NOEL KING, HOST:
Facebook CEO Mark Zuckerberg is testifying on Capitol Hill right now, and he’s facing a tough audience. From disinformation and hate speech to its election content, his company is under pressure. Plus today he’ll need to give specifics on Facebook’s plan for a new digital currency. NPR tech correspondent Shannon Bond has the story. And I should note that Facebook is one of NPR’s financial supporters.
SHANNON BOND, BYLINE: The last time Mark Zuckerberg testified at a congressional hearing he was under fire over whether a political consulting firm used the private information of Facebook users as part of an effort to sway the 2016 election. A year and a half later, that immediate crisis has passed. But Facebook is under even more pressure and scrutiny today. Democratic presidential candidate Elizabeth Warren says Facebook has too much power.
(SOUNDBITE OF ARCHIVED RECORDING)
ELIZABETH WARREN: I say it's time to break them up. Let's enforce the antitrust laws. I'm there.
WARREN: Big tech - yes, Mark Zuckerberg, I'm looking at you.
BOND: Facebook started as a place for college students to find each other. But now, it has become the world's most influential social media site and a crucial place for politicians to reach voters. Along the way, it's become vulnerable to misinformation, manipulation, propaganda. Critics say Facebook needs to take more responsibility now that it's so big.
VANITA GUPTA: There is kind of a denial of just how sweeping that role is and a real harms that the platform can have on vulnerable communities, communities of color without adequate guard rails in place.
BOND: That's Vanita Gupta, a former Justice Department official. She now heads up the Leadership Conference on Civil and Human Rights. Many of her concerns will be front and center today.
Facebook has been accused of enabling discrimination through its ad tools. The U.S. Department of Housing and Urban Development has sued Facebook over this issue. The federal agency says Facebook let advertisers show or hide housing ads from users based on their race or where they live.
Nicol Turner Lee is a fellow at the Brookings Institution's Center for Technology Innovation.
NICOL TURNER LEE: In the case of Facebook, what I think we're seeing is that the tool is being used in ways that I think that they did not plan for.
BOND: Facebook says it has stopped letting advertisers target ads for housing, jobs and credit to people based on their ethnicity or where they live. And just yesterday, it pledged $1 billion for affordable housing in California.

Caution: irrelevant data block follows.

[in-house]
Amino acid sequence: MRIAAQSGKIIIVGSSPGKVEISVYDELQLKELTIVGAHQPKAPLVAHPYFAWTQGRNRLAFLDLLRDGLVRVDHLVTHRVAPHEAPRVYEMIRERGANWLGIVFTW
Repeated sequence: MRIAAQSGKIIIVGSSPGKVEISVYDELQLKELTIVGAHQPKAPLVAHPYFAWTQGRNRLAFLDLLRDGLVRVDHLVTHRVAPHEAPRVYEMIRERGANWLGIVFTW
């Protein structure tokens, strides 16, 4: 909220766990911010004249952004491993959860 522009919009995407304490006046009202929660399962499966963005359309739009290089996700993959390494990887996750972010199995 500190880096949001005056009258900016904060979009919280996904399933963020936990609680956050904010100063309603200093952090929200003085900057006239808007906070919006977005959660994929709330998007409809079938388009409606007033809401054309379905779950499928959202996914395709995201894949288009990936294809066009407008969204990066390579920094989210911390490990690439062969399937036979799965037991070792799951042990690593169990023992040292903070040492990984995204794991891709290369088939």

But Facebook wants to go further into people's lives. And Zuckerberg will have to defend his plans for a new global, digital currency - Libra. Regulators worry it could be used for illegal activity like money laundering or to fund terrorism. The currency is still in the theoretical stages, but it's already in jeopardy. Just in the past couple of weeks, some crucial partners, including Visa, MasterCard and PayPal, have dropped out entirely.
MICHAEL PACHTER: Libra sounds dead on arrival.
BOND: Michael Pachter is an analyst with Wedbush Securities.
PACHTER: I don't think Facebook can pull it off without the support of all of the different banking and credit - you know, card processors and payment processors. I just don't think that they have the wherewithal to actually do it themselves.
BOND: Beyond the headline topics, members of the House Financial Services Committee will get to ask Zuckerberg about everything else on their minds too; what is the company doing to stop election interference? Is it biased against conservatives as some politicians claim? Why does it let politicians lie in ads? There may even be questions about whether Facebook should be broken up, as Elizabeth Warren is calling for, a scenario Zuckerberg roundly rejects. With Facebook on the defensive and lawmakers eager to pile on, there could be fireworks.
Shannon Bond, NPR News, San Francisco.
(SOUNDBITE OF MUSIC)
NPR transcripts are created on a rush deadline by Verb8tm, Inc., an NPR contractor, and produced using a proprietary transcription process developed with NPR. This text may not be in its final form and may be updated or revised in the future. Accuracy and availability may vary. The authoritative record of NPR’s programming is the audio record.